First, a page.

ISSN No: 1608-6627
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Articles for Volume 25-1

A Panel Data Analysis of Foreign Trade Determinants of Nepal: Gravity Model Approach
[Subash Acharya]

This study aims to identify the trade (export, import and trade balance) determinants of Nepal using extended gravity model and recommend specific trade policy to promote foreign trade. The gravity model of international trade takes notion from Newtonian physical science that the gravitational force between any two objects is proportional to the product of their masses and inversely proportional to distance; similarly, the trade between any two countries is proportional to the product of their GDPs and inversely proportional to distance. Empirical results based on panel data set containing 21 major trade partner countries for 6 years found that export and import of Nepal is explained by real GDP of trade partner countries. Increase in real GDP of trade partner countries increases both export and import; however, export increases at higher rate than import. The trade deficit of Nepal increases if real GDP of trade partner country increases, even though export is increasing at higher rate than import. This is because Nepal is importing more than exporting to those countries in absolute terms. Nepal exports more to SAFTA countries than non-SAFTA and imports less from the OECD countries than non-OECD. As per basic idea of gravity model, distance to trade partner countries is highly significant implying higher the distance, lower the trade. The country specific fixed effect analysis shows that time invariant factors are also significant to determine the trade balance of Nepal.

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Demand for Money in Nepal: An ARDL Bounds Testing Approach
[Birendra Bahadur Budha]

This paper investigates the demand for money in Nepal using the Autoregressive Distributed Lag (ARDL) approach for the period of 1975-2011.The results based on the bounds testing procedure reveal that there exist the cointegration among the real money aggregates (and), real income, inflation and interest rate. The real income elasticity coefficient is found to be positive and the inflation coefficient is negative. The interest rate coefficient is negative for both of the real monetary aggregates supporting the theoretical explanation. In addition, the error correction models suggest that the deviations from the long-run equilibrium are short-lived in than . Finally, the CUSUM and CUSUMSQ tests reveal that the money demand function is stable, but money demand function is not stable implying that the monetary policy should pay more attention to than .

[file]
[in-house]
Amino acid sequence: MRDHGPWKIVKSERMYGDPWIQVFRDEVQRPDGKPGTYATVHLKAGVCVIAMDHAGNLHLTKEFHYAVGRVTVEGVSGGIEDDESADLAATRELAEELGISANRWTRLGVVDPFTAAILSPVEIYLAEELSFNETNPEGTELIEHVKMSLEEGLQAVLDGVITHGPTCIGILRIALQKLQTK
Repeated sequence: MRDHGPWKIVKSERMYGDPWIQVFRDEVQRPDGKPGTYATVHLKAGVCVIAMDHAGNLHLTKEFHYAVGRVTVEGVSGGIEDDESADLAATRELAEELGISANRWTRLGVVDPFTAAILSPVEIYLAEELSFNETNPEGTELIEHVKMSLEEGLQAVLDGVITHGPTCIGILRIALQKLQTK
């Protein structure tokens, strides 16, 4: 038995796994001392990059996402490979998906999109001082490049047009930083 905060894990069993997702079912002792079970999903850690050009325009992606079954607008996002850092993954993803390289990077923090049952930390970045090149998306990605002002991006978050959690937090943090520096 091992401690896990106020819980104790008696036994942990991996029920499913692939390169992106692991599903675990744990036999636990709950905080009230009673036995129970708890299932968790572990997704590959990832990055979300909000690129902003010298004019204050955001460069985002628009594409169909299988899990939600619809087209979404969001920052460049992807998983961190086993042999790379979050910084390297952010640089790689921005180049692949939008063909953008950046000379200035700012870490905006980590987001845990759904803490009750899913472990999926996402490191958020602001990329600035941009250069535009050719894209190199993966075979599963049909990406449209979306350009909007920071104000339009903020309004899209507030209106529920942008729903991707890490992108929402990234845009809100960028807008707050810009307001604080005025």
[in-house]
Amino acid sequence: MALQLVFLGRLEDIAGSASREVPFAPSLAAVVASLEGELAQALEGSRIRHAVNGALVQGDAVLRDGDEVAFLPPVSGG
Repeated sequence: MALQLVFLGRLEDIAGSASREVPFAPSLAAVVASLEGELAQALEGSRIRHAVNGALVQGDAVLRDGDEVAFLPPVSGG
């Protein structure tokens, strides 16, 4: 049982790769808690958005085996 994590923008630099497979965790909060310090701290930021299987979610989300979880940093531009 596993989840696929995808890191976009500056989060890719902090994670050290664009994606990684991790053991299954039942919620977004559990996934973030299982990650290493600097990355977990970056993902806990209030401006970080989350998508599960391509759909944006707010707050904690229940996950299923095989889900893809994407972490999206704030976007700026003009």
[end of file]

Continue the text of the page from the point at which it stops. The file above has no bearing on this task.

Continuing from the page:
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Remittance and Trade Deficit Nexus in Nepal: A VECM Approach
[Guna Raj Bhatta]

Once Nepal eased the access to the international labor market, there is an increasing trend of Nepalese working abroad, where annually thousands of young people migrate from the country. Consequently, there has been a sharp increment of remittance inflow in the recent years. Since remittance helps people improve the living standards, it has been observed as a good contributor for the poverty reduction in Nepal. Nevertheless, it might further deteriorate the trade balance, causing higher demand for consumable goods, most of which are imported in Nepal. Using cointegration techniques and a Vector Error Correction Model (VECM) based on the monthly data of merchandise import, worker's remittance and trade deficit for ten years period, this paper studies whether remittance causes the merchandise import and trade deficit to raise in the long run. The cointegration equation show that there is a long-run positive unidirectional causality from remittance to import as well as remittance to trade deficit implying that remittance causes merchandise import and deteriorates trade balance.

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Do Budget Deficits Raise Interest Rates in Nepal?
[Shoora B. Paudyal, Ph.D.]

This paper examines short term and long term relationship between nominal interest rates and budget deficits for Nepal using the data for 1988 to 2011. Engle and Granger Error Correction Mechanism (ECM) is applied for the analysis. The regression results show that budget deficits and budget deficits- GDP ratio do not have significant effects on nominal interest rates in Nepal. So, budget deficits in Nepal are interest rates neutral. We come to the conclusion that budget deficits are not crowding out the private investment in this country. However, the deficits have been increasing the burden of loans financing current consumption at the expense of the future consumption, which will have serious implications on the growth of economy.

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